Screening of H. pylori G27 Tn7-mutant library and p65 translocation assay of individual H. pylori P12 strains
Preparation of bacterial inocula
An H. pylori G27 mini-Tn-7 transposon (Tn7) mutant library comprising c. 10 000 clones (Salama et al., 2004) was used for the screening assay. H. pylori G27 wild type and the transposon mutant G27ΔvacA2 were used as positive controls, whereas the isogenic deletion mutant G27ΔcagE was used as negative control. The Tn7 library and control strains were grown on GC agar under microaerophilic conditions at 37°C. GC agar plates used for library incubation were supplemented with chroramphenicol (4 μg ml−1). After 2 days, 96 single clones per plate (containing 3 different controls) were picked and transferred to new plates containing no chloramphenicol (Fig. S1). Colonies were incubated again for 2 days under microaerophilic conditions at 37°C. Single clones were resuspended in 100 μl BHI broth containing 10% FCS in a 96-well tissue culture plate (TPP), followed by incubation for 1 h at 37°C under microaerophilic conditions.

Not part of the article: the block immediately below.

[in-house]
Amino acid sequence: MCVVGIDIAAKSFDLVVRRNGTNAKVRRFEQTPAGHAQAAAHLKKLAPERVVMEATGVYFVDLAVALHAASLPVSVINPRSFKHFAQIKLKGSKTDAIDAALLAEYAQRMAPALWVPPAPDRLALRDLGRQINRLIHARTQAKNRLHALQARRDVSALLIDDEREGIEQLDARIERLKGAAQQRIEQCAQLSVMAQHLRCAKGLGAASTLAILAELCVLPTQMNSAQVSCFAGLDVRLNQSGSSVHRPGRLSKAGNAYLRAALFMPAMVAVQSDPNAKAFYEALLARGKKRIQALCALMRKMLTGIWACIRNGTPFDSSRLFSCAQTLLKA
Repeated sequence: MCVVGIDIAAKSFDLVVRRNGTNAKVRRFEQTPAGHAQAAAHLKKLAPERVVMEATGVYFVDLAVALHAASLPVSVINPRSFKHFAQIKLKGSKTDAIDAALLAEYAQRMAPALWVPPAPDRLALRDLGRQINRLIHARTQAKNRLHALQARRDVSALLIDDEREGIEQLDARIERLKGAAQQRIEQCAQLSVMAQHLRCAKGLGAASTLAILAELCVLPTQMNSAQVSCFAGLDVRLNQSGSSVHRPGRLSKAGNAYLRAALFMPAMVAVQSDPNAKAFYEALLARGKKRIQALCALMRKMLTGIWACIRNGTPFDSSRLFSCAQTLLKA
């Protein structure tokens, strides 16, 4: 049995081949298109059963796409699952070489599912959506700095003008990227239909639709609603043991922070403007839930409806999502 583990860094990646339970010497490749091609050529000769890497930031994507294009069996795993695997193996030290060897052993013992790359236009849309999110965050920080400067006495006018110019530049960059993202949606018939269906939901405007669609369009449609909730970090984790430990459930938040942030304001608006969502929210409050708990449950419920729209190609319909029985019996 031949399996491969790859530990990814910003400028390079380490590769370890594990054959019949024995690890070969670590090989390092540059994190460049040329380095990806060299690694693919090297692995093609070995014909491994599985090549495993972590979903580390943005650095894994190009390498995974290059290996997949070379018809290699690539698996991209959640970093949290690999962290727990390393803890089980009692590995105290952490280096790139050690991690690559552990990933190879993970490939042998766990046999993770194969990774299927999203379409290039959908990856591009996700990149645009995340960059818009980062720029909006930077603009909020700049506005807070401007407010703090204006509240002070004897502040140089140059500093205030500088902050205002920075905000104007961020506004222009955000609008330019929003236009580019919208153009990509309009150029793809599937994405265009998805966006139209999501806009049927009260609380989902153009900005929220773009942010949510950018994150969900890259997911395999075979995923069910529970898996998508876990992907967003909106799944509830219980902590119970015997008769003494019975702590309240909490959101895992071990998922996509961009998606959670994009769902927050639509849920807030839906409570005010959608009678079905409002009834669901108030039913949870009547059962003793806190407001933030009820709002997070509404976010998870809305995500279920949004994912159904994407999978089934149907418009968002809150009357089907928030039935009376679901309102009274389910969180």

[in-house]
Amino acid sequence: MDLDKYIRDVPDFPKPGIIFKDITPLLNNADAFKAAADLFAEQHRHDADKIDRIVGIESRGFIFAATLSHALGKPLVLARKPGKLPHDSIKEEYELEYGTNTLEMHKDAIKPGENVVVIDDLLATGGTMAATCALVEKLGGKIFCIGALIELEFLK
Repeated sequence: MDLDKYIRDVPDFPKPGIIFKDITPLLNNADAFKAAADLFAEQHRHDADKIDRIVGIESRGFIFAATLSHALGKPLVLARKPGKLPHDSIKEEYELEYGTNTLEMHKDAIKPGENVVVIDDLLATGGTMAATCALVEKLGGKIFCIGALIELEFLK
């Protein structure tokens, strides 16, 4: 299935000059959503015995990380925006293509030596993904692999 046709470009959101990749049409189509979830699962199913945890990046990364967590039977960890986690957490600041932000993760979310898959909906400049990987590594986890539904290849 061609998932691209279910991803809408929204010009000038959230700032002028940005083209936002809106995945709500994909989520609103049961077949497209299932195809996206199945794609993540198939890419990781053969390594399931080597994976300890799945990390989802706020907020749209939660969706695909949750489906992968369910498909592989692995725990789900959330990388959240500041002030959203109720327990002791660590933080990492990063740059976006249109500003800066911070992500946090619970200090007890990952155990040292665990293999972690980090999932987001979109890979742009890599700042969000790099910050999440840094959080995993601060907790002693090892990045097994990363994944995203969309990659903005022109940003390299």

Automated infection and p65 translocation assay
The monoclonal p65-GFP expressing cell line (AGSSIB02) (Bartfeld et al., 2009) was used for automated infection. Cells were seeded in 100 μl RPMI containing 10% FCS into 96-well plates 1 day prior to activation to obtain a confluency of approximately 70%. Bacteria (25 μl) were added at each time point by a Biomek FP Workstation (Fig. S1). Infection was stopped 45 min, 120 min and 180 min p.i and cells were fixed with 4% paraformaldehyde, stained with Hoechst 33342 (2 μg ml−1) and stored in PBS until analysis. In each well, four pictures were taken by the automated microscopy system Scan∧R (Olympus) using autofocus on nuclei. Automated image analysis to quantify translocation of p65-GFP was performed as described previously (Bartfeld et al., 2010). Briefly, activated cells were assigned by quantification of cells showing nuclear p65-GFP using Scan∧R image analysis software (Olympus).
Graphs were compiled using Microsoft Excel and Graph-Pad Prism. R-Script based analyses were performed to calculate activated cells (percent), NF-κB activation intensity per well, Z-score and Z′factor (Fig. S2). The Z-score expresses the divergence of the experimental result x from the most probable result μ as a number of standard deviations δ.
The Z′factor is a measure of statistical effect size, and is used in high-throughput screening to judge whether the response measured warrants further analysis (Zhang et al., 1999). Z-scores were calculated for controls and mutants (Fig. S2). Hits were then classified as activating or inhibitory (−0.5 and −6 respectively) (Fig. S3) and further validated by two additional screening rounds.